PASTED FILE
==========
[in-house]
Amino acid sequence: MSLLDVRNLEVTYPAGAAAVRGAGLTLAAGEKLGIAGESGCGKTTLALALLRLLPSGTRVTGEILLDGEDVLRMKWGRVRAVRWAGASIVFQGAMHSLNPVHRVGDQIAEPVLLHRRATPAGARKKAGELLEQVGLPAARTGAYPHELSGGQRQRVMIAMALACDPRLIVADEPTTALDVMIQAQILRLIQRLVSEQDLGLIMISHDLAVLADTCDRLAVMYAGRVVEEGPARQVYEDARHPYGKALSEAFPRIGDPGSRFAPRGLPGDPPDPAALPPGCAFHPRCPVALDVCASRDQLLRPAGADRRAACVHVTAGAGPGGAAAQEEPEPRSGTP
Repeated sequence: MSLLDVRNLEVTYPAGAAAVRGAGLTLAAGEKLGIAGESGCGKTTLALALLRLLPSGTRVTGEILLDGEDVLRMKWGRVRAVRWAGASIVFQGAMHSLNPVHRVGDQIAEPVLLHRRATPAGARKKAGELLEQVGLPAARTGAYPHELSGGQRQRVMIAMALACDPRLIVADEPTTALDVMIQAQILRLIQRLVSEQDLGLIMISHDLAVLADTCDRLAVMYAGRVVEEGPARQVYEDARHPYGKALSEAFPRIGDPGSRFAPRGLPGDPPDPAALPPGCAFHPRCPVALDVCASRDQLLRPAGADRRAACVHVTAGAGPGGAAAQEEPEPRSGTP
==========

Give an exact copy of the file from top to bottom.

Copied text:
[in-house]
Amino acid sequence: MSLLDVRNLEVTYPAGAAAVRGAGLTLAAGEKLGIAGESGCGKTTLALALLRLLPSGTRVTGEILLDGEDVLRMKWGRVRAVRWAGASIVFQGAMHSLNPVHRVGDQIAEPVLLHRRATPAGARKKAGELLEQVGLPAARTGAYPHELSGGQRQRVMIAMALACDPRLIVADEPTTALDVMIQAQILRLIQRLVSEQDLGLIMISHDLAVLADTCDRLAVMYAGRVVEEGPARQVYEDARHPYGKALSEAFPRIGDPGSRFAPRGLPGDPPDPAALPPGCAFHPRCPVALDVCASRDQLLRPAGADRRAACVHVTAGAGPGGAAAQEEPEPRSGTP
Repeated sequence: MSLLDVRNLEVTYPAGAAAVRGAGLTLAAGEKLGIAGESGCGKTTLALALLRLLPSGTRVTGEILLDGEDVLRMKWGRVRAVRWAGASIVFQGAMHSLNPVHRVGDQIAEPVLLHRRATPAGARKKAGELLEQVGLPAARTGAYPHELSGGQRQRVMIAMALACDPRLIVADEPTTALDVMIQAQILRLIQRLVSEQDLGLIMISHDLAVLADTCDRLAVMYAGRVVEEGPARQVYEDARHPYGKALSEAFPRIGDPGSRFAPRGLPGDPPDPAALPPGCAFHPRCPVALDVCASRDQLLRPAGADRRAACVHVTAGAGPGGAAAQEEPEPRSGTP